It was the wish of the writer of these pages, to insert in them an historical account of the confession of faith of Cyrillus Lucaris, the patriarch of Constantinople, subscribed by him in 1621, and of the counter-confession of the council of Jerusalem, held in that city in 1672, and presided by Doritheus, its patriarch; but after much research, the materials for it have not fallen within his reach.




THE Council of Trent was attended with this incalculable good, that, in a series of short canons, it propounded all the articles of catholic faith, in

explicit terms; and thus, by a reference to them, both the members of the roman-catholic church, and the members of the churches separated from her, might readily perceive the points, in which the churches agreed; the points, in which they disagreed; and the nature and extent of the disagreement. A similar exposition of their faith had been previously given by the Lutherans in the confession presented by them at the diet of Augsburgh. It was originally called the Confession of Augsburgh. I. That Confession, II. The Defence of it by Melancthon, III. The Articles of Smalcald, IV. The Great and Little Catechism of Luther, V. And the Form of Concord, which we shall afterwards notice, compose the Symbolic Books of the Lutheran church. We shall give an account of them in this chapter: VI. Then, notice the Saxonic and Wirtemburgh Confessions, VII. Then, offer some general observations on the Constitution and Liturgy of the Lutheran Church, VIII. And on the difference between the Roman-catholic and Lutheran churches on the Doctrine of Justification. IX. We shall conclude the chapter by an account of some communications between the divines of Wirtemburgh and the patriarch of Constantinople, on the Confession of Augsburgh.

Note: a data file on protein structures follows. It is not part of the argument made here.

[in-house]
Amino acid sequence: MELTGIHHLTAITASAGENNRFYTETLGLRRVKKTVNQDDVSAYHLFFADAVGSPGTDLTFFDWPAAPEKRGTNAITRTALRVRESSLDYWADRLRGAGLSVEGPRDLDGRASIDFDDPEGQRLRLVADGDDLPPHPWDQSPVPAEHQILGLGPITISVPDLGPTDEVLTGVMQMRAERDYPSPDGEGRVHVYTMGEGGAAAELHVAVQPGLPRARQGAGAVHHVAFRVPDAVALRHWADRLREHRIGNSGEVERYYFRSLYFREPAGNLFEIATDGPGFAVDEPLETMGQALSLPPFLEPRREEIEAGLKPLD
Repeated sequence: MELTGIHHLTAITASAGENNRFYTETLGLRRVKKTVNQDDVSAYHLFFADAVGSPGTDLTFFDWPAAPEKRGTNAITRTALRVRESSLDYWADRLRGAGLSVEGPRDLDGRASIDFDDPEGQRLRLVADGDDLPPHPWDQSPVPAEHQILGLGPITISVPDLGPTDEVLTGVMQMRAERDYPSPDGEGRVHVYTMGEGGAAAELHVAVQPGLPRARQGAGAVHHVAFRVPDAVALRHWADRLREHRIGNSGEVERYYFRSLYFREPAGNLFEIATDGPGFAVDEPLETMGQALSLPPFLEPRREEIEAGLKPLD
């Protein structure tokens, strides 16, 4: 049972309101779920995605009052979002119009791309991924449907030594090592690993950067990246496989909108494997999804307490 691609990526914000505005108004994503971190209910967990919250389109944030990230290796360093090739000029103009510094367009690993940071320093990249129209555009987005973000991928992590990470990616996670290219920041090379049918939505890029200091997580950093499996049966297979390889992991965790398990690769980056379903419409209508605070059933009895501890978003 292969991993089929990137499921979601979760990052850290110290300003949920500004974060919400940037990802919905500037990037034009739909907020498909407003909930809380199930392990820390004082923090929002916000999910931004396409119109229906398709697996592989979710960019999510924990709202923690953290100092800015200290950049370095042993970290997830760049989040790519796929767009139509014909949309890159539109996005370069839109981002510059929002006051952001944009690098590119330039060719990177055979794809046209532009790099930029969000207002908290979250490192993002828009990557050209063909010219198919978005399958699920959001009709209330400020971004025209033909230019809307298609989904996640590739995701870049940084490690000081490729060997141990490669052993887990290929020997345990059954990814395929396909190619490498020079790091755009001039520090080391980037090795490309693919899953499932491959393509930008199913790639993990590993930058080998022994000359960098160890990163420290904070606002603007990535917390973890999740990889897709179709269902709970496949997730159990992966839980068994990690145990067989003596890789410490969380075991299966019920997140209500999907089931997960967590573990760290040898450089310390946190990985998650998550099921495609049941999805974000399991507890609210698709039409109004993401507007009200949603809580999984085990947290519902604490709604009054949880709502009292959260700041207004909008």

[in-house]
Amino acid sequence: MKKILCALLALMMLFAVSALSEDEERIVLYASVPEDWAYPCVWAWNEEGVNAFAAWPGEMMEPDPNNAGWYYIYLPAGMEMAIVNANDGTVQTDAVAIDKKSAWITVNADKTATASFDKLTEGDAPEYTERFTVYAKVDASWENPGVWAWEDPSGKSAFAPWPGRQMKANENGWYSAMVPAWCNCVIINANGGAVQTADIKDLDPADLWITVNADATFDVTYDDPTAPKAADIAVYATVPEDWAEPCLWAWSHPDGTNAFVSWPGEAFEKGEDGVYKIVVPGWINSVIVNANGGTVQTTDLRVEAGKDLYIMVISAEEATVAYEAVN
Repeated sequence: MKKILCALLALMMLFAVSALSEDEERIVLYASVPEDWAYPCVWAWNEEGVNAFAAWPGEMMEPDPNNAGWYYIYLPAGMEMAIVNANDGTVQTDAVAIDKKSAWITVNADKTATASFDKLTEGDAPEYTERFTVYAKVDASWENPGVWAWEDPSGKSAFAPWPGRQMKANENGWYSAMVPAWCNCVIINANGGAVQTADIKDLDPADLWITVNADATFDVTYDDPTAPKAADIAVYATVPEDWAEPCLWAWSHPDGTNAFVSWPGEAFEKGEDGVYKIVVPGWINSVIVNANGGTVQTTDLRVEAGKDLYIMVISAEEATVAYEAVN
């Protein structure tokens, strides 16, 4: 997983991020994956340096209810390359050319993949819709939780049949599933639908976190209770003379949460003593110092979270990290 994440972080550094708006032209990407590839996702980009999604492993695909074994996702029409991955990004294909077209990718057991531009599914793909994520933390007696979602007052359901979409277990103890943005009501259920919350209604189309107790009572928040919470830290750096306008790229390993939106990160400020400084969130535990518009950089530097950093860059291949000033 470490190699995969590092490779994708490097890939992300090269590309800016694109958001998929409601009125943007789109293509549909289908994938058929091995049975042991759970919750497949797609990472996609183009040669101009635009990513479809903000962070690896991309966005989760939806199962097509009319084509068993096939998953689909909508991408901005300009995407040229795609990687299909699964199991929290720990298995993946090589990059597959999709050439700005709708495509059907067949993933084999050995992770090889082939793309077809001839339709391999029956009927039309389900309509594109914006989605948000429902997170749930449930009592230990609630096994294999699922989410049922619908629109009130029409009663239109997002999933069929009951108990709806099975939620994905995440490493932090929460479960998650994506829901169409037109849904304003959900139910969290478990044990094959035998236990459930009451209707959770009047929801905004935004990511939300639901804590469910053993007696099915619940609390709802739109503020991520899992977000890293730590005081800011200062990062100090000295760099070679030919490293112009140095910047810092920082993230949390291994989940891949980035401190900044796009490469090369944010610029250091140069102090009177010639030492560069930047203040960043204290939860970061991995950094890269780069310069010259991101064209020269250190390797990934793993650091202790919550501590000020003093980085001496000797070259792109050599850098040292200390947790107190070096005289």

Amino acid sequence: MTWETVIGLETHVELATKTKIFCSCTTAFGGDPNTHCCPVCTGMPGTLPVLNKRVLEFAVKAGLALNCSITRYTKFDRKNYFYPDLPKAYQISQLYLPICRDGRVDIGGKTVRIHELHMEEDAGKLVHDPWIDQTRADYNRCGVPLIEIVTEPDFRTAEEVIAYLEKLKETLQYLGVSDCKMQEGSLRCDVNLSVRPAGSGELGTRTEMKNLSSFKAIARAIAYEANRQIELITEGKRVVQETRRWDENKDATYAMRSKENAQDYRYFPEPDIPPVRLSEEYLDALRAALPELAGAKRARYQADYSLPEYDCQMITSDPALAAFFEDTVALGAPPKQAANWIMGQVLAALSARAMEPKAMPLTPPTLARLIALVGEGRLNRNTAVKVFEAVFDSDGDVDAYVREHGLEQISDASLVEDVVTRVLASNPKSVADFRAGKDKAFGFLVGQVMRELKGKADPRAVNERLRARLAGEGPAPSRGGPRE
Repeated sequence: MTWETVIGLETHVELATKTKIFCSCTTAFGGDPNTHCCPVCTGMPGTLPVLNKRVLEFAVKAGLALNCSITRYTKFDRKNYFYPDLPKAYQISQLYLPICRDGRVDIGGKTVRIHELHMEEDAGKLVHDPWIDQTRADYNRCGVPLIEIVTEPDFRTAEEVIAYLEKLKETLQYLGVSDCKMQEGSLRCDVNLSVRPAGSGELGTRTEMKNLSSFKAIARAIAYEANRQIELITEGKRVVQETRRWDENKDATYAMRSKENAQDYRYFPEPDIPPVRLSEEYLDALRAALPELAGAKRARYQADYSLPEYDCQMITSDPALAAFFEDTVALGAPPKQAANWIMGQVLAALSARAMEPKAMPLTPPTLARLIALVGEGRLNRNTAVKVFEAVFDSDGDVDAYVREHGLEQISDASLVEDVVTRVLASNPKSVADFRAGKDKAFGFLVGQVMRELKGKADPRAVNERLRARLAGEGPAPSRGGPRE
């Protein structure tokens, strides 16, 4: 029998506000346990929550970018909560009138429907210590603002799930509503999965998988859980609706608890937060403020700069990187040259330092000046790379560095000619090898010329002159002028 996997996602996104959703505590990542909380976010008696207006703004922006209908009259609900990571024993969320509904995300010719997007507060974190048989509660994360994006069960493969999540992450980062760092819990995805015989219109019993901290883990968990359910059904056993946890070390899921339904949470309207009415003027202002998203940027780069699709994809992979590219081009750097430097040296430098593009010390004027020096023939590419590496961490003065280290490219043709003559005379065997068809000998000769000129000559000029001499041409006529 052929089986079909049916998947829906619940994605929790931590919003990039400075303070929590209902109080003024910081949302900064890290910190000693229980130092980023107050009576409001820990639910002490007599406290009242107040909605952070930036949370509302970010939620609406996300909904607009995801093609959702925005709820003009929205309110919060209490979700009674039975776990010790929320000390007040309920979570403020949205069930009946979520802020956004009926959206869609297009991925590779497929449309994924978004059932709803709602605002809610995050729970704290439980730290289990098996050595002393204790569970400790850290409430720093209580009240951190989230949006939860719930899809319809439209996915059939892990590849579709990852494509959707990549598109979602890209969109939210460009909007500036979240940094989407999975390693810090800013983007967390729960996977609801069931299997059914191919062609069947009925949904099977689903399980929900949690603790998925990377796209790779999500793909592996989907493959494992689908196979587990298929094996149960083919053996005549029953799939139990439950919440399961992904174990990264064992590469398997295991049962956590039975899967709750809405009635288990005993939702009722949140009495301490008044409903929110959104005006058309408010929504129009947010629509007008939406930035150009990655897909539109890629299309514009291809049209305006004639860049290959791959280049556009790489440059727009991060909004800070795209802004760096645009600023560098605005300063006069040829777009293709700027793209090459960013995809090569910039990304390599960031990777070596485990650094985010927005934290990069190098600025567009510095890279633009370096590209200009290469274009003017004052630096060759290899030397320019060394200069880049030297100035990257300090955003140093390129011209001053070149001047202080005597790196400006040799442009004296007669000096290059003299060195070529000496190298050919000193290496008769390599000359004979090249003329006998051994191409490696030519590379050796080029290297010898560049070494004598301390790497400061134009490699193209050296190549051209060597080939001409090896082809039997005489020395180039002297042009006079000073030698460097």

IV. 1.

The Confession of Augsburgh.

IN 1530, a diet of the German princes was convened by the emperor Charles the fifth, to meet in that city, for the express purpose of pacifying the religious troubles, by which most parts of Germany were then distracted. "In his journey towards Augsburgh," says Dr. Robertson, "the emperor had many opportunities of observing the dispositions of the Germans, in regard to the points in controversy, and found their minds every where so much irritated and inflamed, that nothing tending to severity or rigour ought to be attempted, till the other methods proved ineffectual. His presence seems to have communicated to all parties an universal spirit of moderation and desire of peace. With such sentiments, the protestant princes employed Melancthon, the man of the greatest learning, as well as the most pacific and gentlest spirit among the reformers, to draw up a confession of faith, expressed in terms as little offensive to the roman catholics, as a regard to truth would admit. Melancthon, who seldom suffered the rancour of controversy to invenom his style, even in writings purely polemical, executed a task, so agreeable to his natural disposition, with moderation and


The best account of this important document, which has come to the knowledge of the writer of